Dr John Oliver (FMC) has been elected as President of the European Media Management Association (EMMA).
The European Media Management Association is an international not-for-profit academic organization that was founded in 2003 to support growth in media management research, scholarship and practice throughout Europe and around the world. It facilitates links between relevant national and international organisations, professional media firms, and regulatory agencies within and across public and private media sectors.
Dr Oliver has previously served for a number of years on the associations Executive Board and commented that “it’s a great honour to elected as President of Europe’s premier media management organisation and the trust placed in me and other board members will inspire us to grow and develop our media management activities over the next 2 years”.
As mentioned previously on the BU Research Blog, Dr John Oliver’s (FMC) research into the effects of crisis events on corporate innovation and performance was published in a Business, Energy, Industrial Strategy (BEIS)Committee pre-budget report (February 2021) on The Impact of Coronavirus on Business and Workers.
The Govts. response to this inquiry demonstrates the instrumental impact of Dr Oliver’s research and the role it has played in helping shape the new ‘Build Back Better: our plan for growth’ and the ‘BEIS Innovation Strategy’. Both of these plans aim to incorporate long-term strategies that centre on business investment that drives innovation in the UK economy.
Dr Oliver would like to thank Sarah Carter, Policy and Public Affairs Officer (OVC) who advised on the written evidence submission and helped with checking the impact audit trail.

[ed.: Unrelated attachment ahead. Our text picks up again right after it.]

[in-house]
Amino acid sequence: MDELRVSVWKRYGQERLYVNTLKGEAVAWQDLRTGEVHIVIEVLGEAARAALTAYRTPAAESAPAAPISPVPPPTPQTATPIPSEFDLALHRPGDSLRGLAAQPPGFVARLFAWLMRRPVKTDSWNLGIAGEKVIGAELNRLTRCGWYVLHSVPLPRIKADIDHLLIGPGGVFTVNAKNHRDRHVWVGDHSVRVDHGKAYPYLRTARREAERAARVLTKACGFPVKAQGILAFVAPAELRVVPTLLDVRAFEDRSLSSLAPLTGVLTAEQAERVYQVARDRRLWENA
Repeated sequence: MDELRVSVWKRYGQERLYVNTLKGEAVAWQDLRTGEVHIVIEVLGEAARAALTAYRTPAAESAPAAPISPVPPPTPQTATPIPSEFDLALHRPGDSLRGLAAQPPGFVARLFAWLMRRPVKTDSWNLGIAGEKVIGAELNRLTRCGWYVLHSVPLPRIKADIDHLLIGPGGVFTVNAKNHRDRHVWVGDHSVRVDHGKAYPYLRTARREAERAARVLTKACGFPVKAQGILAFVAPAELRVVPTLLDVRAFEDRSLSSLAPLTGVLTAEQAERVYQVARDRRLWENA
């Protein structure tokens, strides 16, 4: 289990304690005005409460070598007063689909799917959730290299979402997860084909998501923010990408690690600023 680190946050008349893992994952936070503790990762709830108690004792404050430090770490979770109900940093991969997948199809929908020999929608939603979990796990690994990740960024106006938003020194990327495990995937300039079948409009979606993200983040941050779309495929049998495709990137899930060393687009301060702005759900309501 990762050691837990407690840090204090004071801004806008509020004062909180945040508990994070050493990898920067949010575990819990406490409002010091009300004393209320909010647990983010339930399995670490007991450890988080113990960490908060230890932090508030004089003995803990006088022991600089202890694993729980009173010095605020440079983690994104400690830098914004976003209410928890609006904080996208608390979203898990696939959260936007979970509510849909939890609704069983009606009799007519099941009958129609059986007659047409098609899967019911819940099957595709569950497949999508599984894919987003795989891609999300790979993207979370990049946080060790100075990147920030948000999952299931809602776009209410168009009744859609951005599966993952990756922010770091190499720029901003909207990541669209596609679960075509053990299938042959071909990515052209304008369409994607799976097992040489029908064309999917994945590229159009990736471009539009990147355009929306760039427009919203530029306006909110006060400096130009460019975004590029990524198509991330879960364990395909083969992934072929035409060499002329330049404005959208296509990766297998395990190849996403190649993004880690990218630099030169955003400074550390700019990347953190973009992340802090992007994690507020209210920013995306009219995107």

Dr Oliver’s research can be accessed at: Oliver, J.J. (2020). Corporate turnaround failure: is the proper diagnosis transgenerational response? Strategy & Leadership, Vol. 48, No. 3, pp. 3-9.
Evidence submitted by Dr John Oliver to the Business, Energy and Industrial Strategy (BEIS) Select Committee on The impact of coronavirus on businesses and workers has been used in a House of Commons interim pre-Budget report.
The evidence draws on Dr Oliver’s research into the impact of crisis events on the long-term financial health of organisations. Crisis events like COVID-19 have the potential to severely impact business performance and workforce productivity, not only in the short term, but for many years ahead. In managing the COVID-19 crisis, businesses not only need to manage the short-term situation, but also be mindful that the pandemic can create longer-term ‘transgenerational effects’ and adaptive responses that have a negative impact on business performance.
The BEIS report used Dr Oliver’s evidence to recommend that the Chancellor “come forward with those ideas in the March Budget and show us what the country’s strategy is for dealing with a formidable set of changes that are facing us, as well as recovering from the pandemic. It is not so much the individual micro-policies that are needed but more about having a coherent strategy for changing our economy, our workforce and the skills” (p.12).
A big shout out goes to Sarah Carter, Policy And Public Affairs Officer, who advised on the evidence submitted.
Dr Oliver’s research can be accessed at: Oliver, J.J. (2020). Corporate turnaround failure: is the proper diagnosis transgenerational response? Strategy & Leadership, Vol. 48, No. 3, pp. 3-9.
Dr John Oliver recently delivered a webinar entitled After the shock: business innovation in a post pandemic world to major league executives from the NBA and MLS. The session was based on Dr Oliver’s British Academy funded research and the webinar was hosted by sports management consultants ‘Sportsology’. Barry McNeill, CEO at Sportsology, commented that the webinar provided a “thought provoking view” on how crisis events affected organisational culture and attitudes to business innovation and performance.
Dr Oliver’s research can be accessed at: Oliver, J.J. (2020). Corporate turnaround failure: is the proper diagnosis transgenerational response? Strategy & Leadership. Vol. 48 No. 4, pp. 37-43.
Dr John Oliver has recently been awarded a prestigious Academic Fellowship from the Parliamentary Office of Science and Technology (POST).
One aspect of POST work includes making scientific research accessible to UK Parliament by producing forward-thinking briefings that involves horizon scanning activities on a range of subject areas.
Dr Oliver will be working in the area of scenario planning and regards the fellowship as a unique opportunity to further extend the instrumental impact of his research with UK Parliament.